It's none of my business why my 2 pals are food-hoarders.  I'm mostly curious.  And, as practitioners of mindful eating, we can be equally curious about our own idiosyncratic eating habits.  What's up with them?  You probably won't write a beautiful song about them like Rufus did, but you might be illuminated.

*If you don't know Rufus Wainwright, or even if you do and you're in the first camp, you really should check out his version of Leonard Cohen's Hallelujah.  Not as good as kd lang's, but way up there.

Tuesday, 24 February 2015

Gone Girl

Last month I saw the movie, read the book reviews on Good Reads, bought the book despite the reviews, and read the book in less than 24 hours.  I seriously read about 2/3 of it in one single sitting.  As in I sat in a chair and didn't get up for hours.  I finished the rest after a break to eat.

The behaviour pattern that took place with Gone Girl was eerily similar to the most recent time I ate 100 cookies.  I didn't WANT to read most of the book in one sitting.  I knew I'd feel better if I saved it and enjoyed it slowly.  There were other things I would have liked to have been doing with that time. And yet, I just couldn't stop myself.  I felt guilty.  I told myself I deserved to do it because it was holiday time.  Once I got within a centimetre of the end I figured I might as well finish it off and then it would be done.  My rational brain shut right down and something else took over.

This woman knows how to eat mindlessly.  Check out
the scene where she's watching the talk show with her
creepy ex-boyfriend.
This is not even an excellent book.  According to the haters on Good Reads you'd think it's the worst piece of schlock ever hammered out, but they were overly harsh.  It was a pizza from Domino's.  I fancy myself to be more of a wood-fired oven, thin-crust with prosciutto and bocconcini kind of person, but once in a while a greasy slice from a take-out joint is really satisfying.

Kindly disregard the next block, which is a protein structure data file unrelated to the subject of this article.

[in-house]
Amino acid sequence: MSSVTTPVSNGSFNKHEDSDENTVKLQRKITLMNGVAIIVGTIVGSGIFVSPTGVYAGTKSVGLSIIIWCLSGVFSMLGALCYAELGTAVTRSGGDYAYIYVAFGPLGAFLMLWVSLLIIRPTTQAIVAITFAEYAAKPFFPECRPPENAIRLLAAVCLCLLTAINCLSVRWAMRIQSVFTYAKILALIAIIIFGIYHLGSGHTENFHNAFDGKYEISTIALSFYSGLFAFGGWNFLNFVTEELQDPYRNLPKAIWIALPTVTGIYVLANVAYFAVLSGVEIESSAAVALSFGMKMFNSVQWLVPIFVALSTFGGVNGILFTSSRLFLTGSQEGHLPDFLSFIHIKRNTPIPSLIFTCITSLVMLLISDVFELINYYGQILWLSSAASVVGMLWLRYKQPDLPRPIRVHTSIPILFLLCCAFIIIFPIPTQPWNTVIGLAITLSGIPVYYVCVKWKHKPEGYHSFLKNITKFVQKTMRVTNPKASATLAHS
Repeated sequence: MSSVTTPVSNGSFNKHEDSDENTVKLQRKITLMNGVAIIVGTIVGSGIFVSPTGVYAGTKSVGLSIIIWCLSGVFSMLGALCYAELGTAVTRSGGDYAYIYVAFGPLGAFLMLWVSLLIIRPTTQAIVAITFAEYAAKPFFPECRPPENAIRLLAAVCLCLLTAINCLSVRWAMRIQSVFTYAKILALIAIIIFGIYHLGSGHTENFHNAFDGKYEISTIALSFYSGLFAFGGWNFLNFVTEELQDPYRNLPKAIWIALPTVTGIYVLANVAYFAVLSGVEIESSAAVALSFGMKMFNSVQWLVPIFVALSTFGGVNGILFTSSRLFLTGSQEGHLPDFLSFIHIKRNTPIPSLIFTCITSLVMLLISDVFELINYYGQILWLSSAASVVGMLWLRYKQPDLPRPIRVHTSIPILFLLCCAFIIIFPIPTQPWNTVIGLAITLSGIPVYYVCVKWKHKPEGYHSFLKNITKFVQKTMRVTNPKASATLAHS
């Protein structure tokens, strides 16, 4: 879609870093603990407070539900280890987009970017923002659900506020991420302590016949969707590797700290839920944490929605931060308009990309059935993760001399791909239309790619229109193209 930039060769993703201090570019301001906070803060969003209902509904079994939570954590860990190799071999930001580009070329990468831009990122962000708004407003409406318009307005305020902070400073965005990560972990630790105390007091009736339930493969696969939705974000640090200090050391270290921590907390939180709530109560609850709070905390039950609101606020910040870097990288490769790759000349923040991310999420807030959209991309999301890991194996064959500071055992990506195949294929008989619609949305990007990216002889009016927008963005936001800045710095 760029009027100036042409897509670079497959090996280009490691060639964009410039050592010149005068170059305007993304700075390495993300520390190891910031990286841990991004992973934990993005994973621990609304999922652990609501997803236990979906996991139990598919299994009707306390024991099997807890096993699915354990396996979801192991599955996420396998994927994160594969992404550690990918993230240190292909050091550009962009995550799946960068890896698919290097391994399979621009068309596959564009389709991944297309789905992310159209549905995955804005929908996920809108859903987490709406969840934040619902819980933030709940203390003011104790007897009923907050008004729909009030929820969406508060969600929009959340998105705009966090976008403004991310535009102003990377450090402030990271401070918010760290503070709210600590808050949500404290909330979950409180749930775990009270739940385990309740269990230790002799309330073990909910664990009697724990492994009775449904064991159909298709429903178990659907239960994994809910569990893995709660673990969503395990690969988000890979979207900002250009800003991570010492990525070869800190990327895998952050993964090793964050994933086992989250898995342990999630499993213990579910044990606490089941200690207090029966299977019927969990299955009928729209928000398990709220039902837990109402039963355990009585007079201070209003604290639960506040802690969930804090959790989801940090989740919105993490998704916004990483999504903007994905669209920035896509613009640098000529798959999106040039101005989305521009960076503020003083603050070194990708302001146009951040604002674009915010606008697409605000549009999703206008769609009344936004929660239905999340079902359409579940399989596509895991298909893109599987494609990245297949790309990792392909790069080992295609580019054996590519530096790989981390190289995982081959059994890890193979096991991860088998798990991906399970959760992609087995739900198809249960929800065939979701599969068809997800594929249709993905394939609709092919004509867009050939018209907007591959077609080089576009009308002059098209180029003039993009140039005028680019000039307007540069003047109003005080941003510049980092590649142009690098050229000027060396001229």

I've known for a while that I just shouldn't bring page-turner novels into my home.  I cannot control myself with them.  The same goes for some foods, although these have changed as my mindful eating practice evolves.  Large high quality dark chocolate bar?  No problem - sits in my cupboard for weeks as I enjoy the occasional nibble when the mood strikes.  Bag of maple-bacon flavoured popcorn?  Forget it - must devour whole bag.  In mindful eating, we recognize what these trigger foods (or "food-like items") are and we choose not to have them around because we know their pull on us is more powerful than our mindful eating practice.

I thought my mindful eating practice was progressing nicely, but something in Gone Girl triggered an alarming realization.  No, not that I'm deranged and manipulative.  In the novel one of the main characters (we can't call them protagonists) says his wife is always thinking, thinking, thinking - her brain is constantly churning.  That's me.

I thought one of my biggest mindful eating achievements was my new habit of NOT multi-tasking when I eat alone.  I used to always read while eating, but through mindful eating learned that I should just sit and enjoy my food.  I thought I was doing that and I was proud of myself.  Alas, I'm often just as "gone" when I'm eating as I used to be.  Instead of reading, I'm thinking, thinking, thinking.  I'm so lost in my thoughts I'm not present in the room with the food I'm eating - I'm eating mindlessly.

The excellent thing about mindful eating is once you're aware of something, you have the power to change it.  Not like the characters in Gone Girl...they know they've got problems, and they choose to stay mired in them.  Fine for a cheap novel, but not for a real life.

Sunday, 15 February 2015

You eat like an animal

Everybody does.  Because we ARE animals.  

Most animals spend a lot of their daily energy foraging (that's biologist talk for looking for food).  The ability to get good food is a major selective pressure (more biologist talk for the situation whereby if you don't eat, you don't have kids, and you therefore don't pass on your crummy inability to find food genes to any future generations).

Of course, most of us in North America don't live like the other animals anymore.  We are bombarded by an obscene excess of food options.  Most of the providers of those options are driven by capitalism.  So, now the pressure is on the food providers to make sure their food items get picked by us.  Instead of all us humans out there on the savannah competing for scraps of berries and meat, the various forms of froot and chik'n are competing for us.